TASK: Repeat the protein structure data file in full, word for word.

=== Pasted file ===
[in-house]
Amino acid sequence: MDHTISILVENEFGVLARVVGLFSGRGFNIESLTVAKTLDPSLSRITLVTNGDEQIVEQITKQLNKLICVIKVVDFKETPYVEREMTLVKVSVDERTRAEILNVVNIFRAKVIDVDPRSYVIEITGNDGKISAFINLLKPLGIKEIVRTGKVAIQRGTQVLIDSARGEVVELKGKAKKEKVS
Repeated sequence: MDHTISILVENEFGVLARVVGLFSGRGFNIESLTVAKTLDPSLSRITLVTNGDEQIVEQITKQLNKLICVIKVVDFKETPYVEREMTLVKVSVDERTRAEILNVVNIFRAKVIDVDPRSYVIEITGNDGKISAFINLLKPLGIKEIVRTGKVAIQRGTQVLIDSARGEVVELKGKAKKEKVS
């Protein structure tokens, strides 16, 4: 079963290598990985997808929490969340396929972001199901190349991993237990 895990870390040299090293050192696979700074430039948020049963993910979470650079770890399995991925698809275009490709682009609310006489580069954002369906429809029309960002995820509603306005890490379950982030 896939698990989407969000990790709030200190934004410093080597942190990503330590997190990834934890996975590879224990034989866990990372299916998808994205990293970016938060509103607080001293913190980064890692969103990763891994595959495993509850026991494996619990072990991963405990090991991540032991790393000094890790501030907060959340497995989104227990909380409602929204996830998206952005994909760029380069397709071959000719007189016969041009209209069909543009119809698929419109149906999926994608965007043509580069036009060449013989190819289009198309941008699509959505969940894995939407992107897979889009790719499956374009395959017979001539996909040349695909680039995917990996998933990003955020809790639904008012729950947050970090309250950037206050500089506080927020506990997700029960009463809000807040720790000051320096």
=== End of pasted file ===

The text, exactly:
[in-house]
Amino acid sequence: MDHTISILVENEFGVLARVVGLFSGRGFNIESLTVAKTLDPSLSRITLVTNGDEQIVEQITKQLNKLICVIKVVDFKETPYVEREMTLVKVSVDERTRAEILNVVNIFRAKVIDVDPRSYVIEITGNDGKISAFINLLKPLGIKEIVRTGKVAIQRGTQVLIDSARGEVVELKGKAKKEKVS
Repeated sequence: MDHTISILVENEFGVLARVVGLFSGRGFNIESLTVAKTLDPSLSRITLVTNGDEQIVEQITKQLNKLICVIKVVDFKETPYVEREMTLVKVSVDERTRAEILNVVNIFRAKVIDVDPRSYVIEITGNDGKISAFINLLKPLGIKEIVRTGKVAIQRGTQVLIDSARGEVVELKGKAKKEKVS
């Protein structure tokens, strides 16, 4: 079963290598990985997808929490969340396929972001199901190349991993237990 895990870390040299090293050192696979700074430039948020049963993910979470650079770890399995991925698809275009490709682009609310006489580069954002369906429809029309960002995820509603306005890490379950982030 896939698990989407969000990790709030200190934004410093080597942190990503330590997190990834934890996975590879224990034989866990990372299916998808994205990293970016938060509103607080001293913190980064890692969103990763891994595959495993509850026991494996619990072990991963405990090991991540032991790393000094890790501030907060959340497995989104227990909380409602929204996830998206952005994909760029380069397709071959000719007189016969041009209209069909543009119809698929419109149906999926994608965007043509580069036009060449013989190819289009198309941008699509959505969940894995939407992107897979889009790719499956374009395959017979001539996909040349695909680039995917990996998933990003955020809790639904008012729950947050970090309250950037206050500089506080927020506990997700029960009463809000807040720790000051320096």